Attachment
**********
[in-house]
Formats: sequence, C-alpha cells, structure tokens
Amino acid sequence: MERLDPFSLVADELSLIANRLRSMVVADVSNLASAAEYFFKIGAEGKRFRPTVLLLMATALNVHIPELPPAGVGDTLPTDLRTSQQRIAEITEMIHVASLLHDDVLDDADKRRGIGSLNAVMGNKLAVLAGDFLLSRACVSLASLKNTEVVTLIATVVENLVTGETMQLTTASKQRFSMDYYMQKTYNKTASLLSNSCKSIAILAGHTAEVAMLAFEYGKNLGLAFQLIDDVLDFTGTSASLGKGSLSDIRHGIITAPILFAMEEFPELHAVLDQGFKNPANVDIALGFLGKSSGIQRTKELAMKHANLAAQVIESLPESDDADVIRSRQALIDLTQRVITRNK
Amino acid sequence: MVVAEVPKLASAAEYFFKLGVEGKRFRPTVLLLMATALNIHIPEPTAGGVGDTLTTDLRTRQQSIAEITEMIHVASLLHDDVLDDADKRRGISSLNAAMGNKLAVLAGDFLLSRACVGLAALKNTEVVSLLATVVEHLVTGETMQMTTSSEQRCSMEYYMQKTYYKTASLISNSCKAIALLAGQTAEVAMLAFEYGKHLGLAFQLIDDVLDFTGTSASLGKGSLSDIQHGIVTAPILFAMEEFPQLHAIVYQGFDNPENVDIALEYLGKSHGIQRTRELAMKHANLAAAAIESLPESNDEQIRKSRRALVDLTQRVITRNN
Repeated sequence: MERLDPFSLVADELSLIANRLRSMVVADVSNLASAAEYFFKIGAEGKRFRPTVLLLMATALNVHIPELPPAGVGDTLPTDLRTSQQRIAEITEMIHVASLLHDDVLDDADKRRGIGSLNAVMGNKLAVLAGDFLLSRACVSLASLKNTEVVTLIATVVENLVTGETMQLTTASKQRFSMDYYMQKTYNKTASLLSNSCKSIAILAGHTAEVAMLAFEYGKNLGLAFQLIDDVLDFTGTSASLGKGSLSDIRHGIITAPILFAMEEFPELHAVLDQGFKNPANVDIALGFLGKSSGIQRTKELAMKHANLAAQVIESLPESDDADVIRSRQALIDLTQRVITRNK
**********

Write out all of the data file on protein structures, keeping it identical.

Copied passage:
[in-house]
Formats: sequence, C-alpha cells, structure tokens
Amino acid sequence: MERLDPFSLVADELSLIANRLRSMVVADVSNLASAAEYFFKIGAEGKRFRPTVLLLMATALNVHIPELPPAGVGDTLPTDLRTSQQRIAEITEMIHVASLLHDDVLDDADKRRGIGSLNAVMGNKLAVLAGDFLLSRACVSLASLKNTEVVTLIATVVENLVTGETMQLTTASKQRFSMDYYMQKTYNKTASLLSNSCKSIAILAGHTAEVAMLAFEYGKNLGLAFQLIDDVLDFTGTSASLGKGSLSDIRHGIITAPILFAMEEFPELHAVLDQGFKNPANVDIALGFLGKSSGIQRTKELAMKHANLAAQVIESLPESDDADVIRSRQALIDLTQRVITRNK
Amino acid sequence: MVVAEVPKLASAAEYFFKLGVEGKRFRPTVLLLMATALNIHIPEPTAGGVGDTLTTDLRTRQQSIAEITEMIHVASLLHDDVLDDADKRRGISSLNAAMGNKLAVLAGDFLLSRACVGLAALKNTEVVSLLATVVEHLVTGETMQMTTSSEQRCSMEYYMQKTYYKTASLISNSCKAIALLAGQTAEVAMLAFEYGKHLGLAFQLIDDVLDFTGTSASLGKGSLSDIQHGIVTAPILFAMEEFPQLHAIVYQGFDNPENVDIALEYLGKSHGIQRTRELAMKHANLAAAAIESLPESNDEQIRKSRRALVDLTQRVITRNN
Repeated sequence: MERLDPFSLVADELSLIANRLRSMVVADVSNLASAAEYFFKIGAEGKRFRPTVLLLMATALNVHIPELPPAGVGDTLPTDLRTSQQRIAEITEMIHVASLLHDDVLDDADKRRGIGSLNAVMGNKLAVLAGDFLLSRACVSLASLKNTEVVTLIATVVENLVTGETMQLTTASKQRFSMDYYMQKTYNKTASLLSNSCKSIAILAGHTAEVAMLAFEYGKNLGLAFQLIDDVLDFTGTSASLGKGSLSDIRHGIITAPILFAMEEFPELHAVLDQGFKNPANVDIALGFLGKSSGIQRTKELAMKHANLAAQVIESLPESDDADVIRSRQALIDLTQRVITRNK